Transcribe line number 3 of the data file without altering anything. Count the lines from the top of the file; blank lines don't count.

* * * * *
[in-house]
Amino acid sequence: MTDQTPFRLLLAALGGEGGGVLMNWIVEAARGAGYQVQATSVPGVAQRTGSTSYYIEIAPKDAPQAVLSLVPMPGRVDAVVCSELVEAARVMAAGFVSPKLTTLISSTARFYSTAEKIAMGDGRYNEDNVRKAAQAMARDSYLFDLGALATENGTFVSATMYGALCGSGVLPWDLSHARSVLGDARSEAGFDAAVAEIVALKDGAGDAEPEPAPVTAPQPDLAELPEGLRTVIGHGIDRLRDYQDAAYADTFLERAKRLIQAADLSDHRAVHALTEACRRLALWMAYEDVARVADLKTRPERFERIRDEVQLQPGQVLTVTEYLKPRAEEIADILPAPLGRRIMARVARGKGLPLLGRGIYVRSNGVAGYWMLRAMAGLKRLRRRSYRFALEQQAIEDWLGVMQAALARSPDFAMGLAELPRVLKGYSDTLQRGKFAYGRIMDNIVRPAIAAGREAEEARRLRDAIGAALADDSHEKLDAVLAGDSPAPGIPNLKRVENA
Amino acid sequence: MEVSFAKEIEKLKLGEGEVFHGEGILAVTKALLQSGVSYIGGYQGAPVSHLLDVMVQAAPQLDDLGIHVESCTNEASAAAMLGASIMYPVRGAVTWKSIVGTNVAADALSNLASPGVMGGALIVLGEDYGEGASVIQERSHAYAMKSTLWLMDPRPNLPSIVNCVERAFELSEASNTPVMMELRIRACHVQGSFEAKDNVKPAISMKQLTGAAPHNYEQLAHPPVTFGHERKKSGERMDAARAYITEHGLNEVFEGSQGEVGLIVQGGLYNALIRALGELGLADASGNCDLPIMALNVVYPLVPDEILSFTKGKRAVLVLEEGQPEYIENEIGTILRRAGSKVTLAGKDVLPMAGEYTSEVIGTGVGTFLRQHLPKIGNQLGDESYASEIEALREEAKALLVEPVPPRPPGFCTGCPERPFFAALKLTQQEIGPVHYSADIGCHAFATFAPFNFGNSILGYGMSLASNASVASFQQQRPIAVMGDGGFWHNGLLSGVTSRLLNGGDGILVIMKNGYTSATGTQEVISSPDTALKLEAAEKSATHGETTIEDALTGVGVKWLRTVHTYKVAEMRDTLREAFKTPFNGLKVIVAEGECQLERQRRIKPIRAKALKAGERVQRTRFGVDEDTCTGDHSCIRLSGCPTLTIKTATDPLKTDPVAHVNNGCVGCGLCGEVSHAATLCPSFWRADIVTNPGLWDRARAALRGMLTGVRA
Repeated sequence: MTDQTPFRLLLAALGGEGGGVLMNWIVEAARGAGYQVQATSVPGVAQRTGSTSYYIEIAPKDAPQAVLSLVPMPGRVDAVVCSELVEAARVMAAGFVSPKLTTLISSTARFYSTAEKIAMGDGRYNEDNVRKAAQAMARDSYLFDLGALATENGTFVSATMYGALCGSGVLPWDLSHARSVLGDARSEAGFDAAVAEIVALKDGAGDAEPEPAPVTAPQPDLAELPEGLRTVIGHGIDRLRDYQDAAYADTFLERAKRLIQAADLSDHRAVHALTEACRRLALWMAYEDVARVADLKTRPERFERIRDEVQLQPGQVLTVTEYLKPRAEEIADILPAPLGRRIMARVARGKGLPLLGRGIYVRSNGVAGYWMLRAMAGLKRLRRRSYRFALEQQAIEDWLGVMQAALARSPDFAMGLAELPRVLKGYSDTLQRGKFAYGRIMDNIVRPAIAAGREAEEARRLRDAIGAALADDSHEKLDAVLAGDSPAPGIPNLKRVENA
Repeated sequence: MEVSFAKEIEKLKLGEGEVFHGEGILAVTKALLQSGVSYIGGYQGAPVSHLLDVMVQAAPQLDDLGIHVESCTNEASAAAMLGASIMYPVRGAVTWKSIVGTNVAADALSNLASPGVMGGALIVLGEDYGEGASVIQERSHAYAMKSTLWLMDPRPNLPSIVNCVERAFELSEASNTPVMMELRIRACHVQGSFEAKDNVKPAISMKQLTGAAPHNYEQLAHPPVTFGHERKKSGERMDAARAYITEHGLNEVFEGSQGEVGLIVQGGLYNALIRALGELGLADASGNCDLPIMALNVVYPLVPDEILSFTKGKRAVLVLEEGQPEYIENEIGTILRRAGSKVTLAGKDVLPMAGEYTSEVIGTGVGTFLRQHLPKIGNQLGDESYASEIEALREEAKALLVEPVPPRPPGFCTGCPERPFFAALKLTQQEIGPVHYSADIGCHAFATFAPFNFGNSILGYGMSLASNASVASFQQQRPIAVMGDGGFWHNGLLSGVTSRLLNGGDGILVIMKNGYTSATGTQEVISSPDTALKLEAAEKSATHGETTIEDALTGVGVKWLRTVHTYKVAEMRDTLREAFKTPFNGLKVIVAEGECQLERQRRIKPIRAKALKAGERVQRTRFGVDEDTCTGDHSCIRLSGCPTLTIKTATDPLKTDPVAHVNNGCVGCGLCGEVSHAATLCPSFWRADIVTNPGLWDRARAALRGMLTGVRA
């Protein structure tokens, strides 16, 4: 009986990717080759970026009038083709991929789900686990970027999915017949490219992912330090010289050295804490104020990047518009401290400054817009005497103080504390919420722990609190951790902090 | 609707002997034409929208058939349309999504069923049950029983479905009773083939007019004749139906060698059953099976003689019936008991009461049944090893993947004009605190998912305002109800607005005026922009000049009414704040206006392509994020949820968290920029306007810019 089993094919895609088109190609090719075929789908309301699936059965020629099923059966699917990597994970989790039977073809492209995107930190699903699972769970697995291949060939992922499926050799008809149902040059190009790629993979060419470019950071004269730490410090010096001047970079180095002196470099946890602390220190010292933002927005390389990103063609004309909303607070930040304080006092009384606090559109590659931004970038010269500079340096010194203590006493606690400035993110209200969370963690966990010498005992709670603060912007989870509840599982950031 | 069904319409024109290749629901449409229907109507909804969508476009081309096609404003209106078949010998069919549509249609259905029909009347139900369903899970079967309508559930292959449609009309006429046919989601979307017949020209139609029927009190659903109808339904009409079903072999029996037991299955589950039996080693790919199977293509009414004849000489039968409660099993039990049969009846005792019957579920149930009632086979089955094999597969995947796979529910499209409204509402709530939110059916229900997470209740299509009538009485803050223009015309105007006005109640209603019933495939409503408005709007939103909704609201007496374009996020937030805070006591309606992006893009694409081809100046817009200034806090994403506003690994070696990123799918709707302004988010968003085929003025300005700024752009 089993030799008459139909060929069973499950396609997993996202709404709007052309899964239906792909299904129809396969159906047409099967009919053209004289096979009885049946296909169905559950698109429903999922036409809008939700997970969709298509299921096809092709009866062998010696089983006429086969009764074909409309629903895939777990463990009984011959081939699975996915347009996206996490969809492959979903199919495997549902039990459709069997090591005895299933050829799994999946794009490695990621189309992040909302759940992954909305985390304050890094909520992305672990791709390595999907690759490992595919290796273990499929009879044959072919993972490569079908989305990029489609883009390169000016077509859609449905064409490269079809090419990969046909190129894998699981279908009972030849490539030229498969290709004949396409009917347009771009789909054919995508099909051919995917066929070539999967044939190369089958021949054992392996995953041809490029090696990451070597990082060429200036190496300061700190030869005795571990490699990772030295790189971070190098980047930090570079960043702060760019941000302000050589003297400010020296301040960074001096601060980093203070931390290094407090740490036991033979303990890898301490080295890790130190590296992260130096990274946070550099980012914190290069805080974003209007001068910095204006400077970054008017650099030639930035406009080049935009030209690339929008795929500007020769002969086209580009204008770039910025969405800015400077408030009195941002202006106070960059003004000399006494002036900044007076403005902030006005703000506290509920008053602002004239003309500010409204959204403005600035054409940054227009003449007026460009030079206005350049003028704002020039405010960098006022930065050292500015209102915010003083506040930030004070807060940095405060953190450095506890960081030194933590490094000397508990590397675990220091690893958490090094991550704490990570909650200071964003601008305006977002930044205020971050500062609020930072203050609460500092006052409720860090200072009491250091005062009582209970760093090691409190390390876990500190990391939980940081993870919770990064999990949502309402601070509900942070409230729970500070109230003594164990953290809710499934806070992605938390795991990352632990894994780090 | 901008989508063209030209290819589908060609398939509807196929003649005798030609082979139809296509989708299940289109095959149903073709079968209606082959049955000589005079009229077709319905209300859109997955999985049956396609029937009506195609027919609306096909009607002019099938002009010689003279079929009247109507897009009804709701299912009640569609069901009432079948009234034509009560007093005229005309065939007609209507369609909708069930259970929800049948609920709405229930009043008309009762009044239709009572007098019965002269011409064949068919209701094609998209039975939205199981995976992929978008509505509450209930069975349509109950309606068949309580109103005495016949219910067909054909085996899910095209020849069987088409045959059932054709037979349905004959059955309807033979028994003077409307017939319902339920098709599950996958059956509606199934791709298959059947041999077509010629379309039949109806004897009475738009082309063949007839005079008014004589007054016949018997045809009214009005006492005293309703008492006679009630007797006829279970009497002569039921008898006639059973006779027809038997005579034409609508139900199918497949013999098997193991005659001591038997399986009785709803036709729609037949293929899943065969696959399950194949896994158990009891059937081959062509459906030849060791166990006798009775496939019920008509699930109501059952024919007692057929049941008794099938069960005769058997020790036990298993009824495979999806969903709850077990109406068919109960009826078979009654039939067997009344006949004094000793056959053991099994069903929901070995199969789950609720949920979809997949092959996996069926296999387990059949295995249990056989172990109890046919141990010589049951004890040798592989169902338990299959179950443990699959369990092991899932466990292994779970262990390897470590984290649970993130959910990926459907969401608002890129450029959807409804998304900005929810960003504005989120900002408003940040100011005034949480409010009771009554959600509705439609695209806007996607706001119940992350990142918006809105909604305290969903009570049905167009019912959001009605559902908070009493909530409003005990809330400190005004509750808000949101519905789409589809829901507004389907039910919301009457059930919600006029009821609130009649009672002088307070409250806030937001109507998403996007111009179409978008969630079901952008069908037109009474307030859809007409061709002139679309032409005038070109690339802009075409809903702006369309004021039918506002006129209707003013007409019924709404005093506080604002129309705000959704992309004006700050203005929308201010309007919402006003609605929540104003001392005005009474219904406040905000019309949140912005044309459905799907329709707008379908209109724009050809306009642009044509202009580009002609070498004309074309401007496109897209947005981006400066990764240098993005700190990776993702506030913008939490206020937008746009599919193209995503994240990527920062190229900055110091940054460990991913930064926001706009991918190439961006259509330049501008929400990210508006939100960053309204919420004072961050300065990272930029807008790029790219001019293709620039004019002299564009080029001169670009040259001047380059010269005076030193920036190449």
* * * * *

Amino acid sequence: MEVSFAKEIEKLKLGEGEVFHGEGILAVTKALLQSGVSYIGGYQGAPVSHLLDVMVQAAPQLDDLGIHVESCTNEASAAAMLGASIMYPVRGAVTWKSIVGTNVAADALSNLASPGVMGGALIVLGEDYGEGASVIQERSHAYAMKSTLWLMDPRPNLPSIVNCVERAFELSEASNTPVMMELRIRACHVQGSFEAKDNVKPAISMKQLTGAAPHNYEQLAHPPVTFGHERKKSGERMDAARAYITEHGLNEVFEGSQGEVGLIVQGGLYNALIRALGELGLADASGNCDLPIMALNVVYPLVPDEILSFTKGKRAVLVLEEGQPEYIENEIGTILRRAGSKVTLAGKDVLPMAGEYTSEVIGTGVGTFLRQHLPKIGNQLGDESYASEIEALREEAKALLVEPVPPRPPGFCTGCPERPFFAALKLTQQEIGPVHYSADIGCHAFATFAPFNFGNSILGYGMSLASNASVASFQQQRPIAVMGDGGFWHNGLLSGVTSRLLNGGDGILVIMKNGYTSATGTQEVISSPDTALKLEAAEKSATHGETTIEDALTGVGVKWLRTVHTYKVAEMRDTLREAFKTPFNGLKVIVAEGECQLERQRRIKPIRAKALKAGERVQRTRFGVDEDTCTGDHSCIRLSGCPTLTIKTATDPLKTDPVAHVNNGCVGCGLCGEVSHAATLCPSFWRADIVTNPGLWDRARAALRGMLTGVRA